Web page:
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Marron

Unity Voxel game colliders.

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Hello ! Can someone please explain how can colliders be implemented in a voxel game ? Or at least link to explanation, because I wasn't able to find it anywhere. I want to state that I am using OpenGL 3.3, so I can't just turn on 'mesh colliders' like in Unity. :)

 

Anticipated thanks.

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You seem to be confusing graphics with physics.

The two are not directly interchangable.

Some game engines will use graphics meshes to build physics objects. Other games allow for many different types of physics objects; some use modeler-generated physics objects, some use 'footprints' that are laid down over a 2D navigation grid even though the world is a 3D mesh, some use rough bounding boxes rather than detailed meshes, some use combinations of these and more variations too.

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It's going to be one hell of a work.

If you think voxel world, I think you're trying to do minecraft. An easy way to deal with collisions is the use of an external library. Bullet goes great with OpenGL since it uses the same coordinate system. Unfortunately, it's likely to run amok as you walk away from the center. Minecraft has an ad-hoc physics and still runs amok - after a few hours of walking from the origin I have been told.

 

Nonetheless, I strongly suggest to look at a physics library.

 

Due to the massive amounts of cubes in voxel worlds, you'll probably have to implement some very gross-grained block merge. While I've found cuboids to be fairly fast at both operation and add/remove operations, once you start having ten thousands objects, you'll be taxing the system a bit more than I'd like to and if your chunks are - say 30x30x30 you'll be blasting that big way!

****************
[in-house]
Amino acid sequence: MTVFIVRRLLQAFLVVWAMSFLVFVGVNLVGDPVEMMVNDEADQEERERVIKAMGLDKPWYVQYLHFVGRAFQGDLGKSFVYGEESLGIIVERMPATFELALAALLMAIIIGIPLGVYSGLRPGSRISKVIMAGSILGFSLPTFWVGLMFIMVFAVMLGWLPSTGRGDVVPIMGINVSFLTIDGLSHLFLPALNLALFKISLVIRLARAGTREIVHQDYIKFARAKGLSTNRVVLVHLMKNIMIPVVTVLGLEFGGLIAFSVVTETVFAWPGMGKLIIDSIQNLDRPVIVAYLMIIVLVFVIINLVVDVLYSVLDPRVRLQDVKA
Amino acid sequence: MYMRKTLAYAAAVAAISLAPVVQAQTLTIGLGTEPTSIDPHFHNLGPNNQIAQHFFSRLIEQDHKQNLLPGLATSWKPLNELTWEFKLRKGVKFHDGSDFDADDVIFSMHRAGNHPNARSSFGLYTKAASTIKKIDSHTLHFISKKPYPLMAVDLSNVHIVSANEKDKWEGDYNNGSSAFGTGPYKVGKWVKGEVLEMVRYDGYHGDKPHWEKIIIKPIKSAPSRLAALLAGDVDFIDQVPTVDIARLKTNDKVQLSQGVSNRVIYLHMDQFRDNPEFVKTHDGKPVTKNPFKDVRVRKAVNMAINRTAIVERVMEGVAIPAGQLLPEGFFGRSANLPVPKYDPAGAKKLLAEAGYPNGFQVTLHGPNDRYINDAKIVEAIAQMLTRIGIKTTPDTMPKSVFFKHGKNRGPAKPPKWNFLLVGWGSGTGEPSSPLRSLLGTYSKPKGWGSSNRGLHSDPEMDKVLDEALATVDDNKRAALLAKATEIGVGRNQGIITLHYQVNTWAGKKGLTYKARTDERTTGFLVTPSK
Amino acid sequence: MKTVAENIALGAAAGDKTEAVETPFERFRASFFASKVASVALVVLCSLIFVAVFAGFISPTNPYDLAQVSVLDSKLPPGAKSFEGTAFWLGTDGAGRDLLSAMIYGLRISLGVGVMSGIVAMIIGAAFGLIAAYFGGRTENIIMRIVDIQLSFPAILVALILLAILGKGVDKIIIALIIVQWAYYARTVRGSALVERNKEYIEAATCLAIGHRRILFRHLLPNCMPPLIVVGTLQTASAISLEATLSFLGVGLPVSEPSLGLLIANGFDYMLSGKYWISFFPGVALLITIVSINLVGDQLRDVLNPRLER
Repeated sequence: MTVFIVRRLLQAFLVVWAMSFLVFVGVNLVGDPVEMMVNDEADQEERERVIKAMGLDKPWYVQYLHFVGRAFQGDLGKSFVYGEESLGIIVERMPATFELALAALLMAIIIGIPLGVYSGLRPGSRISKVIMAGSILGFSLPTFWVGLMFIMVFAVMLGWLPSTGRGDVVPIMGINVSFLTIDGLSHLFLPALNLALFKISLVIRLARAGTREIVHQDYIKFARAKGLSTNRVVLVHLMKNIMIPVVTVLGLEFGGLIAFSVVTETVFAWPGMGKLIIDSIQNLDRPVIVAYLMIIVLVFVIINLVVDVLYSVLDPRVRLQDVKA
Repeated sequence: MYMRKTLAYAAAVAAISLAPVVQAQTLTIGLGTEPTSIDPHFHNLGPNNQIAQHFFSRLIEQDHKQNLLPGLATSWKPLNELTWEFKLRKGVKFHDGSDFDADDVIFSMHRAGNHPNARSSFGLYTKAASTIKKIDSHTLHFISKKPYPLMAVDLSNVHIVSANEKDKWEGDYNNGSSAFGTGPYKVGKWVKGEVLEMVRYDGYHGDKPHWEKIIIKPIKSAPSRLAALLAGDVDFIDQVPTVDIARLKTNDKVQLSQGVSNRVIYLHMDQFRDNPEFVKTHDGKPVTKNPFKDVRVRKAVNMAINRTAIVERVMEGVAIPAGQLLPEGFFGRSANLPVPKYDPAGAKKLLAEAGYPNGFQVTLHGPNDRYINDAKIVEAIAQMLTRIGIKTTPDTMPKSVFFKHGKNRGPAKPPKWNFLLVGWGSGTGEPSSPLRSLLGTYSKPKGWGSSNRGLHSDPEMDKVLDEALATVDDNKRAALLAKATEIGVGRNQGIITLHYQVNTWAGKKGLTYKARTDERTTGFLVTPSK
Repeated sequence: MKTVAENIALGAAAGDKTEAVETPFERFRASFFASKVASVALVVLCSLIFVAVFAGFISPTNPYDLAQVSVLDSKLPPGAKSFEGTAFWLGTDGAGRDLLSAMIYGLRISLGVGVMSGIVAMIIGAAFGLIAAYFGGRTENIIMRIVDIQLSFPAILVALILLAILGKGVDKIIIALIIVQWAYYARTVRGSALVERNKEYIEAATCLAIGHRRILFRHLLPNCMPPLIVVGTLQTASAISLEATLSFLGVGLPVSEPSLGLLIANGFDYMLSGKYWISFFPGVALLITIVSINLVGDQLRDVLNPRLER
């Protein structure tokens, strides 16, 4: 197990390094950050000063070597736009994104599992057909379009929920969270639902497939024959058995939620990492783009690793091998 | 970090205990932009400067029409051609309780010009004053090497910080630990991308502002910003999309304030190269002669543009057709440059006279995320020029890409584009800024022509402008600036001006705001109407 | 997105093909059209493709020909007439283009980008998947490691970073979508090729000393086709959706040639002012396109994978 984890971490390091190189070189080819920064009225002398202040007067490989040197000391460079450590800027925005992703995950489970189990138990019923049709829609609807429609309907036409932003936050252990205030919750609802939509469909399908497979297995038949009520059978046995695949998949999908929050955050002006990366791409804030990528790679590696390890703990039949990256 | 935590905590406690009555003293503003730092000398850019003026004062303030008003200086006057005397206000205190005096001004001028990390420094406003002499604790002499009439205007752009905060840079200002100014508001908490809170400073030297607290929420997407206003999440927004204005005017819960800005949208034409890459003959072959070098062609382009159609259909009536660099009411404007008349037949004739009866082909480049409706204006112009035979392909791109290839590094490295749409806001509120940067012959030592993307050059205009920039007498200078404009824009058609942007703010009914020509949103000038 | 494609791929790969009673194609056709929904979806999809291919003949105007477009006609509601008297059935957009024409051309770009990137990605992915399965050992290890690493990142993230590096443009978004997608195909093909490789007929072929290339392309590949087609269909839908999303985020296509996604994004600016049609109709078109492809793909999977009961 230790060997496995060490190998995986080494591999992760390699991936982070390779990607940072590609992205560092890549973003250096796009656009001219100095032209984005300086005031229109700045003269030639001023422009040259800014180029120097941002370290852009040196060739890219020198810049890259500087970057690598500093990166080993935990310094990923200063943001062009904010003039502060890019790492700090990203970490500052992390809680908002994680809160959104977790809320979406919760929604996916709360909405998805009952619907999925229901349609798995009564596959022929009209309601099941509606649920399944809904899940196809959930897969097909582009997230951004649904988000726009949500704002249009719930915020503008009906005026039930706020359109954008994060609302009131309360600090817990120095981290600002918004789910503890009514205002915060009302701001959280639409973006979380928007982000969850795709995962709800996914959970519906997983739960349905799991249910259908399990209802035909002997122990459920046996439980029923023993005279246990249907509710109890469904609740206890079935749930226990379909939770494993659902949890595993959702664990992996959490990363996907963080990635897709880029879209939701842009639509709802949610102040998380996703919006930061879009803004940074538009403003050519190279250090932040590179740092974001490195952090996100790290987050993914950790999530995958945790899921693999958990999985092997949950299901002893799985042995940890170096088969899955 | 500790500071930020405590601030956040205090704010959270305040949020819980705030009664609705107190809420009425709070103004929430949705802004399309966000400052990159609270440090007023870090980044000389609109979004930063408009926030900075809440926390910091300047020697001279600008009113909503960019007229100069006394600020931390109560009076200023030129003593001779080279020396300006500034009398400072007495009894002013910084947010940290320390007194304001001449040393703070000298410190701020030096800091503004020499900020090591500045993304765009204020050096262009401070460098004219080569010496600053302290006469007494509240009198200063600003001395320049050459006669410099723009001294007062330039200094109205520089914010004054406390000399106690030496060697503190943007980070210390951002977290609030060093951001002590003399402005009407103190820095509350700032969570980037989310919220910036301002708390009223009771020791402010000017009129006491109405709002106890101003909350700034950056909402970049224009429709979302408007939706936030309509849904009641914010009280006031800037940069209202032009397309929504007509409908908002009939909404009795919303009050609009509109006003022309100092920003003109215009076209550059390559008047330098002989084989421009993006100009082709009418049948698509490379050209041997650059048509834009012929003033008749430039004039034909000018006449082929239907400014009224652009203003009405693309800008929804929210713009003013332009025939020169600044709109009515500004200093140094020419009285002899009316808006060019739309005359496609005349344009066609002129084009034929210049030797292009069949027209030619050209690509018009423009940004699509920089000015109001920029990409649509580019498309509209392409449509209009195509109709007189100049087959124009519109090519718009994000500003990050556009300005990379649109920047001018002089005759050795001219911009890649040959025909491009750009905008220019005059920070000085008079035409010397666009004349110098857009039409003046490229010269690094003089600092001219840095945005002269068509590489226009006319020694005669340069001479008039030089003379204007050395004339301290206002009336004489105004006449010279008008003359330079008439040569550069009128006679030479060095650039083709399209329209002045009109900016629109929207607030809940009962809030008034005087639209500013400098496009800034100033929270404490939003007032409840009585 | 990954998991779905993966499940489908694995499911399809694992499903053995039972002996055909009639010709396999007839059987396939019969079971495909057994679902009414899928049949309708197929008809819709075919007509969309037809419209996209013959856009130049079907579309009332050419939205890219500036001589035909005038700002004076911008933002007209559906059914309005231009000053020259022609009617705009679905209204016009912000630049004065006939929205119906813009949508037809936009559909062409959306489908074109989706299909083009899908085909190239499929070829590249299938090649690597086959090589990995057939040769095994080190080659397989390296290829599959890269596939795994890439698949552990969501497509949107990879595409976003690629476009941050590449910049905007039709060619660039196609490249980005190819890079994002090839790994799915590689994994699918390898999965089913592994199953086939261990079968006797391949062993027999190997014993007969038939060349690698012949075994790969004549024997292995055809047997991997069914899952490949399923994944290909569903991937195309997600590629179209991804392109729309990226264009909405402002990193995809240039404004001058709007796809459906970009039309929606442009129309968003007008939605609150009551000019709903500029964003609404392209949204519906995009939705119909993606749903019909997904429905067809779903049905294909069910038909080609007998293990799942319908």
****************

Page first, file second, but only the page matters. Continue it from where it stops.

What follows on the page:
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It's going to be one hell of a work.

If you think voxel world, I think you're trying to do minecraft. An easy way to deal with collisions is the use of an external library. Bullet goes great with OpenGL since it uses the same coordinate system. Unfortunately, it's likely to run amok as you walk away from the center. Minecraft has an ad-hoc physics and still runs amok - after a few hours of walking from the origin I have been told.

 

Nonetheless, I strongly suggest to look at a physics library.

 

Due to the massive amounts of cubes in voxel worlds, you'll probably have to implement some very gross-grained block merge. While I've found cuboids to be fairly fast at both operation and add/remove operations, once you start having ten thousands objects, you'll be taxing the system a bit more than I'd like to and if your chunks are - say 30x30x30 you'll be blasting that big way!

 

Minecraft like world is rather poor fit with general physic engines if you can't explicitly tell to physic engine that whole world is built from static, uniform sized and spaced cubes. Basically it has acceleration structure built in and you need just 1 bit to store voxel and then you can do all physics in local space to battle against floating point errors.

But if you want complex physics then doing robust collions resolves with dynamic vs dynamic objects is going to be just as hard as always.

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